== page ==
There are no Imposters Among Us
Learning Hub Ambassador Shi Davis explains the phenomenon that is imposter syndrome and how to deal with itNov 7, 2022
As a physics major, there’s a joke in the undergraduate community that to be a physicist you either have to have a god complex or imposter syndrome. More often than not, it’s imposter syndrome, and it really makes me wonder why it is so prevalent. I mean, my friend who worked at NASA over the summer said they had a team meeting to discuss imposter syndrome. At NASA. A bunch of cutting edge, crazy cool scientists studying space and all its secrets suffer from imposter syndrome.
In my job at the front desk of the LRC, I also have gotten to learn that it isn’t a phenomenon exclusive to physics. It can happen to anyone, no matter their major or what they are doing. I’ve bonded with my peers and fellow students over how in-over-our-heads we feel, and how we question if we even should be here.
Some of you may be asking what imposter syndrome even is. It’s the lack of ability to internalize your success and often has people questioning if they belong or not. If you’ve ever thought, “I’m not good enough to be here,” you might have been experiencing imposter syndrome. There might also be a fear that someone is going to find out that you’ve been faking this whole time, and you’ll lose all respect and be shunned by your peers.
Imposter syndrome comes from a place of perfectionism, especially for those kids who were labeled as Gifted as a child or those who come from a family that based affection and love on grades or success (I can’t be the only one who had threats of punishment if I got a C instead of a B or an A). Whatever the trigger was for you, at some point down the line, you began to equate your self-worth and value in how accomplished and good you are at doing things. As we’ve grown as adults, and things get more difficult, or you find yourself in challenges and places where you aren’t necessarily supposed to know everything, we see our value decreasing. These situations are normal. You’re not supposed to be at a PhD understanding in an undergrad internship, and there are supposed to be things you are still needing to learn. That’s the nature of being a person who is growing everyday.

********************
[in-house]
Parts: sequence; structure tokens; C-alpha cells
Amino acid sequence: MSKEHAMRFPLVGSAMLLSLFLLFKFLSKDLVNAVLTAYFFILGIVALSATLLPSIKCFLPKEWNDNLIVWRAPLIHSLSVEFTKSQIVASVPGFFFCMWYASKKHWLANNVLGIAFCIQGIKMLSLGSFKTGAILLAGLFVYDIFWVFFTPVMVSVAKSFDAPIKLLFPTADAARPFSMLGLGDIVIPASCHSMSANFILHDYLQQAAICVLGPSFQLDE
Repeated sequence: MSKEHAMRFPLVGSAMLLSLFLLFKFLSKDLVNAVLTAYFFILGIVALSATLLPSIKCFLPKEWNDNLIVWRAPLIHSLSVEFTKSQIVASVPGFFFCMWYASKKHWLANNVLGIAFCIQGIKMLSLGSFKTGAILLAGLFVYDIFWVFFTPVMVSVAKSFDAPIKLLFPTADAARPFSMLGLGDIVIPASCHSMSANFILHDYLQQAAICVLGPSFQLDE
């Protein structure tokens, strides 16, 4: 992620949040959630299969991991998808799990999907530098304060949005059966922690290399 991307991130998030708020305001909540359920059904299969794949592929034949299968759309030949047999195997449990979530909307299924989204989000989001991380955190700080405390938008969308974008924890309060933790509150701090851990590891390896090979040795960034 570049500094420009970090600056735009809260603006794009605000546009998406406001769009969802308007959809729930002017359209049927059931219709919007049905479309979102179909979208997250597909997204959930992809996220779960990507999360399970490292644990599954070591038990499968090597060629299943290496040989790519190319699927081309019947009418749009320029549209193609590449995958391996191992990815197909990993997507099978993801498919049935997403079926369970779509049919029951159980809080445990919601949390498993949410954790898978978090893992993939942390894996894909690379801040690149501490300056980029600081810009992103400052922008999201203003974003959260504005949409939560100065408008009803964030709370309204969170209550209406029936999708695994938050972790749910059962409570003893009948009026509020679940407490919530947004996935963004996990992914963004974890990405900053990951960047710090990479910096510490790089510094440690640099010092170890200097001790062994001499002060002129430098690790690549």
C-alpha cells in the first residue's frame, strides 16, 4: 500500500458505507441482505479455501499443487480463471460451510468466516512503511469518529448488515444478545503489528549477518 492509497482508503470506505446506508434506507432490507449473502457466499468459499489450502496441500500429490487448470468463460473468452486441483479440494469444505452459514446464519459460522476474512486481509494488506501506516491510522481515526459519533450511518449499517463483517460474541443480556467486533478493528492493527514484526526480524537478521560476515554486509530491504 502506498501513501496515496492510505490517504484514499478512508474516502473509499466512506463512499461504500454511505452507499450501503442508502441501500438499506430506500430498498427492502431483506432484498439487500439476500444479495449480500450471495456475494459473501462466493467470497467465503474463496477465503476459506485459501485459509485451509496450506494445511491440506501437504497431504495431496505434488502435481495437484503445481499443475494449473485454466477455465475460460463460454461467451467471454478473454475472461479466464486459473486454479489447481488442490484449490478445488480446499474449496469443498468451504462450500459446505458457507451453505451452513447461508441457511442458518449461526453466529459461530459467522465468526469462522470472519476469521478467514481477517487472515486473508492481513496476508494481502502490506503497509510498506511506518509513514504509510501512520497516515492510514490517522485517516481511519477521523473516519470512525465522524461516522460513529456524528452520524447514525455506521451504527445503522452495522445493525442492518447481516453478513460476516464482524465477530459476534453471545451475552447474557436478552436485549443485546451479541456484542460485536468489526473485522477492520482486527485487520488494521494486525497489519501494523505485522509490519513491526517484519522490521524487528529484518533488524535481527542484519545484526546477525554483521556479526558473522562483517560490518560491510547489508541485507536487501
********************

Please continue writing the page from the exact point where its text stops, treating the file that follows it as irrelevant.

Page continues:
This phenomena isn’t isolated to little ol’ you and me, even people we’d consider some of the most accomplished and skilled experience imposter syndrome like us.
Below is an excerpt from Neil Gaiman at a time he had gone to an event full of accomplished folks of all backgrounds.
“On my second or third night there, I was standing at the back of the hall, while a musical entertainment happened, and I started talking to a very nice, polite, elderly gentleman about several things, including our shared first name. And then he pointed to the hall of people, and said words to the effect of, ‘I just look at all these people, and I think, what the heck am I doing here? They’ve made amazing things. I just went where I was sent.’
And I said, ‘Yes. But you were the first man on the moon. I think that counts for something.’”
If Neil Armstrong feels like an imposter, it’s okay if you do too.
Now, to those of you who identify with imposter syndrome, I have a challenge for you. There’s no way to mess this up, and it’s okay to say “I can’t do that right now, but soon I will be able to.”
- Write down everything you couldn’t do before you started your academic career. Every single thing that pops to mind. “Format a paper is MLA/APA/Chicago”, “Make a budget” “Find the integral to x”, “Write a professional email”, etc etc. Try to keep it to provable tasks in case your brain starts trying to tell you it doesn’t count.
- Now, cross off everything you still can’t do.
- Compare what hasn’t been crossed off (the things you can do) with the things that have been crossed off (the things you’re still working on learning)
- Now stick it somewhere you can access it when you start feeling like you haven’t accomplished anything.
- And remember, even if you haven’t accomplished everything on your list, that is okay. You don’t have to be good at everything, and you’re pretty great at the things you are good at.
Just remember, it’s okay to not be good at everything and to even have areas you need to grow in. It’s part of life, and you are where you are meant to be.
 - Gaiman, The Neil Story (With Additional Footnote), Neil Gaiman, May 17, 2017, https://journal.neilgaiman.com/2017/05/the-neil-story-with-additional-footnote.html.